HOW TECHNOLOGY IS REMAKING THE FUTURE OF FOOD
For decades, speed and ease have defined eating: fast food, ready meals, and ?on-the-go? products. But the OECD has found that as we spend less time preparing our food, we?re packing on pounds. Mindless eating is driving lifestyle diseases among the affluent, while billions of others go hungry.
To address this dilemma, we will need to redefine convenience from being about getting food fast to making mindful and healthful eating accessible for all.
According to the USDA Economic Research Service, food expenditures for at-home meals by families and individuals have dwindled since 1900 as expenditures for food away from home have grown; the recessionary return to home cooking is a blip in a much longer trend.
Source: USDA Economic Research Service
A Euromonitor International survey found most respondents in developed markets, where lunch is often eaten on the go, spend only 5-15 minutes preparing lunch; in emerging markets, respondents were three times more likely to spend 30-60 minutes preparing lunch.
Source: Euromonitor International
As the appliances in our kitchens, from refrigerators and stoves to pots, pans, cutting boards, and spatulas, gain the ability to communicate with us and with each other,cooking fresh meals will become increasingly easy and convenient, drastically reducing purchases of processed or pre-cooked meals. Kitchen helper tutorials and games will interface with numerous appliances and brands. Chefs and video game companies, food companies, grocery stores, and everyday people will create programs to promote cooking skills.
UC Berkeley researchers have experimented with using the Microsoft Kinect device in a kitchen environment to help people learn to cook with individualized, real-time feedback based on movement.
The Smart Manager system for LG?s refrigerator recommends meals based on the foods inside, and can even coordinate with other appliances, like the oven.
Technologies have become the nemesis of a mindful eating experience. But in the next decade, instead of just being a distraction, technology will be put to use to encourage eating mindfully. Visual, tactile, and other sensory feedback will reinforce positive habits, such as actively paying attention to food, body cues, and social company. The benefits of these practices will continue to be quantified and successfully deployed to prevent weight gain and to make eating experiences more social and enjoyable.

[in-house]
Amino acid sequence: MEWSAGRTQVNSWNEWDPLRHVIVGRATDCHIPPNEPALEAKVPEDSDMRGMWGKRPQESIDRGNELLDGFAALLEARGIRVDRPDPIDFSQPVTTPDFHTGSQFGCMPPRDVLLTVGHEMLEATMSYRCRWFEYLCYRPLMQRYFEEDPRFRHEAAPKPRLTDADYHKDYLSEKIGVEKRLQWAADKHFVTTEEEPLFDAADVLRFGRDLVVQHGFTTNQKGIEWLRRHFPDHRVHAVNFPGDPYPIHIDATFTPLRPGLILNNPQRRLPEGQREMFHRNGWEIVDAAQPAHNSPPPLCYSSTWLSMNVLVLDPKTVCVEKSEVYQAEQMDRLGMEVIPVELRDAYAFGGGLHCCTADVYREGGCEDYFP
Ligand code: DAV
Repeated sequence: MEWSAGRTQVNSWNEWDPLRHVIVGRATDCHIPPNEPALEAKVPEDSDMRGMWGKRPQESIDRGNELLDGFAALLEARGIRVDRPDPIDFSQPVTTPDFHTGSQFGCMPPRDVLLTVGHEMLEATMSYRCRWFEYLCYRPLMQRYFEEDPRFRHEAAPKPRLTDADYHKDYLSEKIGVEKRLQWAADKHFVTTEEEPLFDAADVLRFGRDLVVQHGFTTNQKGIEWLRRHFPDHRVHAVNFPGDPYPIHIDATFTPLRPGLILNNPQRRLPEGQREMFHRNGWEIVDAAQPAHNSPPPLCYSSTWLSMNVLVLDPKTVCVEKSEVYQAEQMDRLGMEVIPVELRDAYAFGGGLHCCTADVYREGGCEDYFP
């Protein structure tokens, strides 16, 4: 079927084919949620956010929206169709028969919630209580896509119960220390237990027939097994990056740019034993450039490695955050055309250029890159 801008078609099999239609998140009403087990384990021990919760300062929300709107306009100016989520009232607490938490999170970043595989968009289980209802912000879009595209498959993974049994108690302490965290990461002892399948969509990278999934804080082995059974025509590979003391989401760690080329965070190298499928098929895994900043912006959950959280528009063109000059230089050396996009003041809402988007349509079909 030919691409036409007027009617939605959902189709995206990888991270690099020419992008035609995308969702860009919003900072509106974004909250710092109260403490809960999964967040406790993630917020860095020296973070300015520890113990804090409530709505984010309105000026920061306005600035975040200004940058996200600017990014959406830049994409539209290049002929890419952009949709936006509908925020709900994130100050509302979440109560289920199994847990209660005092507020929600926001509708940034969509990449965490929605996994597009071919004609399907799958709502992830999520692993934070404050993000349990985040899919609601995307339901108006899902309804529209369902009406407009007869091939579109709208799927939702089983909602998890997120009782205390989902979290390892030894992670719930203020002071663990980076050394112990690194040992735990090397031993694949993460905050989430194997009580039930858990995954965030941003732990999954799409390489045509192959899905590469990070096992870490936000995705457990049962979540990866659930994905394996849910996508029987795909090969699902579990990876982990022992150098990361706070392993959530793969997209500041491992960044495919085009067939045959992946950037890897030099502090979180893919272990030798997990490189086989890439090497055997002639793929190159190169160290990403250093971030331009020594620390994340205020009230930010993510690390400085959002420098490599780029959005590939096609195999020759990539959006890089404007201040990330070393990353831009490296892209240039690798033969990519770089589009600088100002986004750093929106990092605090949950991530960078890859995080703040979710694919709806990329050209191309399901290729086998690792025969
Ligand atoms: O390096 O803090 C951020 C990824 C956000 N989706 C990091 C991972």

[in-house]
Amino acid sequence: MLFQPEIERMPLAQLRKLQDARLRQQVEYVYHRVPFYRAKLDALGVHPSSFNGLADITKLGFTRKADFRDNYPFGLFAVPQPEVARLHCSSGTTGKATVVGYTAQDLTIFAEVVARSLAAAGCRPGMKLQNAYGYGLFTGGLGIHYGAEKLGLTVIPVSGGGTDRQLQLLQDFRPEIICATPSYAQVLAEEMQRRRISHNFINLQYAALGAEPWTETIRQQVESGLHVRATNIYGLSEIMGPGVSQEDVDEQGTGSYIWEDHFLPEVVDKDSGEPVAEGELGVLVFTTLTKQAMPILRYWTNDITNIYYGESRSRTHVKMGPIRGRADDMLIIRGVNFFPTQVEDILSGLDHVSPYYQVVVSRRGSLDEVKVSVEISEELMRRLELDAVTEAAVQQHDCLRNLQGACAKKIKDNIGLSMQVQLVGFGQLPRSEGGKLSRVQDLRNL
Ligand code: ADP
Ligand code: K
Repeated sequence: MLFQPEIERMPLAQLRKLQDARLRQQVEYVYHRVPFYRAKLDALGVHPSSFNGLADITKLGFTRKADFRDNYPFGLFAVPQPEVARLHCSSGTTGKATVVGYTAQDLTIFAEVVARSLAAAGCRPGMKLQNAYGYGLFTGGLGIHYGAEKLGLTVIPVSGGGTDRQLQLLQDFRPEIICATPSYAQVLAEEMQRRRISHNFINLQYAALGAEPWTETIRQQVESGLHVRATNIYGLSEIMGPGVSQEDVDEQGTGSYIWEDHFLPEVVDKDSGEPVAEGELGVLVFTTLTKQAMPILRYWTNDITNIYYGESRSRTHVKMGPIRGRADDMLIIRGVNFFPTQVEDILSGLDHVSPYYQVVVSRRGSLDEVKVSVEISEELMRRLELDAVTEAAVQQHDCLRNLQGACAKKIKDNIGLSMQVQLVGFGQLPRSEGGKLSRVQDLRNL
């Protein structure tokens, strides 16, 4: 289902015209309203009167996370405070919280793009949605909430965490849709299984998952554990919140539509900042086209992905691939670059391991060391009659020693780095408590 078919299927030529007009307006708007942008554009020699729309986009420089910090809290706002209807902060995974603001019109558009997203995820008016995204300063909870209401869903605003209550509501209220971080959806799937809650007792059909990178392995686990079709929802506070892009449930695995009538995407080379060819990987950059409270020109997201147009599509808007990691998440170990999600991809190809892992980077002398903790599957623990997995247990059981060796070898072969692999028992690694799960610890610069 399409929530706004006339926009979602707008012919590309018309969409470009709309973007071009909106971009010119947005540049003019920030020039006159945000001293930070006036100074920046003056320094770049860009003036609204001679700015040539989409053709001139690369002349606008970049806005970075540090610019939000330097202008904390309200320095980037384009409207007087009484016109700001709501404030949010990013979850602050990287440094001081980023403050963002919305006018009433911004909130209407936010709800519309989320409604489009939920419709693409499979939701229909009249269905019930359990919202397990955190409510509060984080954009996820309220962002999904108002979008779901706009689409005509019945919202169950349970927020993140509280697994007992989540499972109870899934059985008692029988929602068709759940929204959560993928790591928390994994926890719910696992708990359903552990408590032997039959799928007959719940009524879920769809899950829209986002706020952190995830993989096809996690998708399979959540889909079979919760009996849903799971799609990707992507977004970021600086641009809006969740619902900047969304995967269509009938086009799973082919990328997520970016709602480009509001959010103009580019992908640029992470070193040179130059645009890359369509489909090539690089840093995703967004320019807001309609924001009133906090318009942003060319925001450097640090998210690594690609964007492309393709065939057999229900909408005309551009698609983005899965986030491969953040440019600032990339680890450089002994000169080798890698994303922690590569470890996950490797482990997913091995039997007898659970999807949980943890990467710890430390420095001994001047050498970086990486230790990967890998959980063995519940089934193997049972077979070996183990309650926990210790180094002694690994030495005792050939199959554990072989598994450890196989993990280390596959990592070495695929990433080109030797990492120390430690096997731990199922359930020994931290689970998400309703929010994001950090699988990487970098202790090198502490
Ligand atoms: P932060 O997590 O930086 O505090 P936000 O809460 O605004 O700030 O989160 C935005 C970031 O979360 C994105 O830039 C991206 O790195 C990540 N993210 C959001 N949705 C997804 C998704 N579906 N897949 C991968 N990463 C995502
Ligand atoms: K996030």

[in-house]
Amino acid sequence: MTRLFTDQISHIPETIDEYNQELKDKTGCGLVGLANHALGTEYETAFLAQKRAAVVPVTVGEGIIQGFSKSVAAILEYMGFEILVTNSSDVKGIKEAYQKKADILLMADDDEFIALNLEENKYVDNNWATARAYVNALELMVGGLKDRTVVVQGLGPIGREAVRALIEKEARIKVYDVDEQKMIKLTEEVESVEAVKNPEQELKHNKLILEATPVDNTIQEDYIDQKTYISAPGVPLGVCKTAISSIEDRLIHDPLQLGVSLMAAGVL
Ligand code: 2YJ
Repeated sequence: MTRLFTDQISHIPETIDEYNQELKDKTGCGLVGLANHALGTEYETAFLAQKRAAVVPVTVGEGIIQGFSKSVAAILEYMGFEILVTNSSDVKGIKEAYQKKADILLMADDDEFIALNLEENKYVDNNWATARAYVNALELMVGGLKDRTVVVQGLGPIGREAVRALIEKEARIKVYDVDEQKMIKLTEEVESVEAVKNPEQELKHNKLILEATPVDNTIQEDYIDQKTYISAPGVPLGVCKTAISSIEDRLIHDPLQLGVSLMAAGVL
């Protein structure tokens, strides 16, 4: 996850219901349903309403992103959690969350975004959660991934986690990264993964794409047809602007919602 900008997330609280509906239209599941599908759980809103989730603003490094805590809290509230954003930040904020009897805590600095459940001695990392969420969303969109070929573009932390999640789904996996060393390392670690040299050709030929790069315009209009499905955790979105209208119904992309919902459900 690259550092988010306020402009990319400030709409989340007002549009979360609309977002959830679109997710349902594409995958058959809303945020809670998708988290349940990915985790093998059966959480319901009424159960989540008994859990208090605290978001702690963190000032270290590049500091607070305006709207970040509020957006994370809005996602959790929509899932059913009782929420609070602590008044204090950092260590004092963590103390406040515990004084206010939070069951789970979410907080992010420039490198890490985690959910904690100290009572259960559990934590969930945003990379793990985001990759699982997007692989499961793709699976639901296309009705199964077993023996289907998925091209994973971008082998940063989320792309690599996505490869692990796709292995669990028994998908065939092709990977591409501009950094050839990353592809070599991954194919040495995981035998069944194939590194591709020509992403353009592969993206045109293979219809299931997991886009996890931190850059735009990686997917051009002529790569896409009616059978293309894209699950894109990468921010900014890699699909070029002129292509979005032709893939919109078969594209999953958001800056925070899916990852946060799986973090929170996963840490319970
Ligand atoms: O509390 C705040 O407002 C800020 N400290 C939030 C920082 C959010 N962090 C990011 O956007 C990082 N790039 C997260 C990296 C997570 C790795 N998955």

In Amsterdam, Kit Kat?s ?No WiFi benches? disrupt all wireless signals within five meters, allowing people to focus on eating and being present with friends.
People trying to lose weight have one obstacle above everything else: their own biology. Humans are hardwired to find sugary, fatty, calorie-rich foods delicious. However, in the next decade, new kinds of permanent surgeries will arise to change how our brains process taste and hunger; in other words, a gastric bypass for the brain. While today's food landscape is built around natural food preferences, the ability to effectively hack our brains could result in massive shifts in the quantity and types of foods we consume.
Rob Rhinehart, a 24-year-old man from Atlanta, GA, has found a way to live ?without food? by exclusively consuming an odorless beige drink called Soylent that contains every nutrient required by the body to function. In October 2013 he received $1.5M in VC funding to mass produce the mix.
Image Source: vice.com
Over the past 50 years we've gotten more out of less: increasing yields, intensifying aquaculture, factory farms. But in the 50 years to come, this path will widen the gap between what we need and what we can produce. Degraded land, collapsing fisheries, and carbon-intensive production are problems that need action now to close the gap.
Technologies, and an ecological understanding of how to use them, will reorganize how and where we focus our quest for abundance.
Indicators of crop intensification have risen steadily in past fifty years, while fertilizer use has skyrocketed.
Source: FAO 2011
The Commission on Sustainable Agriculture and Climate Change has identified three keys to meeting future food needs: production must intensify, loss through food waste and land degradation must decrease, and demand must be reduced through more sustainable global diets.
World annual production of cereals has nearly tripled over the past half century and fertilizer consumption is skyrocketing. Projected population and income growth, as well as urbanization, in many parts of the world point to even greater crop intensification in the next decade.
Communities' increasing demands for sovereign food systems will drive a shift from monocropping rural land to ubiquitous microfarming. Advances in film farming, aeroponics, and aquaponics will allow urban communities to grow food crops with minimal soil and water use, indoors and outdoors. Urban farming will transform from scattered rooftop gardens into dense local production, ranging from state-of-the-art vertical farms to derelict warehouses. Swarming robots and other autonomous machines enable cultivation on hard-to-reach surfaces in cities, and on depopulated rural farms.
Dubai-based Agricel enables no-soil low-water growing in indoor and outdoor conditions.
Intensifying production not only on rooftops but also in legacy infrastructure demonstrates that local production can scale.
Prospero is a working prototype autonomous robot that uses swarm and game theory to automate complex agricultural tasks.